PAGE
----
Shipping

More Postal Pain-Relieving Tips Offered at DMALI Meeting
April 24, 2007

During its monthly luncheon in Plainview, N.Y., on April 19, the Direct Marketing Association of Long Island (DMALI) focused primarily on the catalog/multichannel business’s issue du jour: postal. Perry Fernandes, general manager of the PSI Group division of Pitney Bowes, and Vito Fortuna, a U.S. Postal Service marketing strategist, provided details on the upcoming postage increase and offered some less-recently-pubicized strategies for marketers to mitigate it. Fernandes offered the following tips to lessen the burden of the increase. * Consolidate mailings or mail streams when possible * Design letter-size pieces to avoid non-machinable surcharges * Change flat size pieces to meet letter size dimensions * Alter parcel size mail

Seven Tips to Stem Losses from Unaccounted Movers
April 10, 2007

Each year, direct mailers lose millions of dollars due to a seemingly uncontrollable problem: unaccounted for movers. The U.S. Postal Service reports that 14.2 percent of Americans move to a new address each year. Of these movers, approximately 10 percent to 20 percent never report their new address to the USPS. The losses add up quickly, even from one mailing. There’s the expense of printing and mailing an undeliverable piece as well as the lost sales from the relocated buyer. For a mailing of 1 million pieces that costs $0.55 each and nets $2.50 in revenue per piece, the losses can total more than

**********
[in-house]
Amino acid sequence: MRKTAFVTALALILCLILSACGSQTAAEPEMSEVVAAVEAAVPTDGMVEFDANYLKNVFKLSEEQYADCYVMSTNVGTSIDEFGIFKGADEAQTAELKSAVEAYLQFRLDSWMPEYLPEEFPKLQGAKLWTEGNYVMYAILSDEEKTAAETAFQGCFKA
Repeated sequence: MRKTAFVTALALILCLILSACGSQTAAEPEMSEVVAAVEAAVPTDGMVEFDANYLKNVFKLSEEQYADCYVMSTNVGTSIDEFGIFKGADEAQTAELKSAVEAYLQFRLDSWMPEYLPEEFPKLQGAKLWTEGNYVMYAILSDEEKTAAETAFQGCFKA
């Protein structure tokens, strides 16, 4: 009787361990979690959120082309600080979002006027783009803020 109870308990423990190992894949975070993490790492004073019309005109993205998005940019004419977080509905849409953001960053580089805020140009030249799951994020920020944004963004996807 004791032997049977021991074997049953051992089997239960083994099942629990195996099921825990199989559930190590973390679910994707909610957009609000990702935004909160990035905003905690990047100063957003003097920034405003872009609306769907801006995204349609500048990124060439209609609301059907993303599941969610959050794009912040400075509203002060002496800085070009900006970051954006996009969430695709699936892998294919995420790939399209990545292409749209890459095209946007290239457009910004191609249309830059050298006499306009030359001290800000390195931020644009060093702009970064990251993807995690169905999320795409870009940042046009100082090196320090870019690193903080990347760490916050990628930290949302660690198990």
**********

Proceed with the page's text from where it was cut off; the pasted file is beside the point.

Postal Desperation: A Last Minute Call to Action to Protest the Pending Rate Hike
April 3, 2007

I’m going to interrupt my series on list selects for the issue that’s gotten under just about every cataloger’s skin lately: the pending postage increase. You have until April 12 to make your voice heard by protesting the USPS postal hike. As you may already know the Postal Regulatory Commission (PRC) is recommending ridiculously high postal increases that could severely damage many catalogers’ businesses.